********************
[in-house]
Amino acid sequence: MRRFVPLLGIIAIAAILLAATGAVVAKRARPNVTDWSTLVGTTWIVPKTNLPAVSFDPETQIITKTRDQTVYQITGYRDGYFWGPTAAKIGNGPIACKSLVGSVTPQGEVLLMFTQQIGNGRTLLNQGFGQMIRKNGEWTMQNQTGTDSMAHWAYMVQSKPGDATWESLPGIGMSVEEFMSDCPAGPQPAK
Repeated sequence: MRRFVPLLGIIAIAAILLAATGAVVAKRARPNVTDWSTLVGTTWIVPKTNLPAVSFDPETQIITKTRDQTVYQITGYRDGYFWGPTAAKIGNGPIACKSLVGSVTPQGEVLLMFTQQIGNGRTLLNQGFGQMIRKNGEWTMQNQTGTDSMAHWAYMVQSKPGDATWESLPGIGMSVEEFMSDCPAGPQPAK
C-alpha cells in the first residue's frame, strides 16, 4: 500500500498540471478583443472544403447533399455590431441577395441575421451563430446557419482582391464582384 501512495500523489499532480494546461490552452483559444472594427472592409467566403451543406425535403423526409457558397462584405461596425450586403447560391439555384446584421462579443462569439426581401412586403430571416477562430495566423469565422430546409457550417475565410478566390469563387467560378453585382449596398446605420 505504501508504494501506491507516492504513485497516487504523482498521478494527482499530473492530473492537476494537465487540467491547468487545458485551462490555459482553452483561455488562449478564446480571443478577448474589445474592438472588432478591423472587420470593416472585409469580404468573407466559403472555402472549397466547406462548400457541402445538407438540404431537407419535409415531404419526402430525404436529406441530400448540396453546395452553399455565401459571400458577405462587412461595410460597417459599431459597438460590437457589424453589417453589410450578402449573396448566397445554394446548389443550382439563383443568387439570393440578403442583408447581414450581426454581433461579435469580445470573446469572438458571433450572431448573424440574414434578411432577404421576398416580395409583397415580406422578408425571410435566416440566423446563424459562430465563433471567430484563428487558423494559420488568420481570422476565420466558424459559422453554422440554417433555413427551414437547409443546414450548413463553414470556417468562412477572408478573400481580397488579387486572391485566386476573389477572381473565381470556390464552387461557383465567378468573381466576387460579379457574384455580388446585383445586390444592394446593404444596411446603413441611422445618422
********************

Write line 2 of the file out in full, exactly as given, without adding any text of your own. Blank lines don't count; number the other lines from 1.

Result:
Amino acid sequence: MRRFVPLLGIIAIAAILLAATGAVVAKRARPNVTDWSTLVGTTWIVPKTNLPAVSFDPETQIITKTRDQTVYQITGYRDGYFWGPTAAKIGNGPIACKSLVGSVTPQGEVLLMFTQQIGNGRTLLNQGFGQMIRKNGEWTMQNQTGTDSMAHWAYMVQSKPGDATWESLPGIGMSVEEFMSDCPAGPQPAK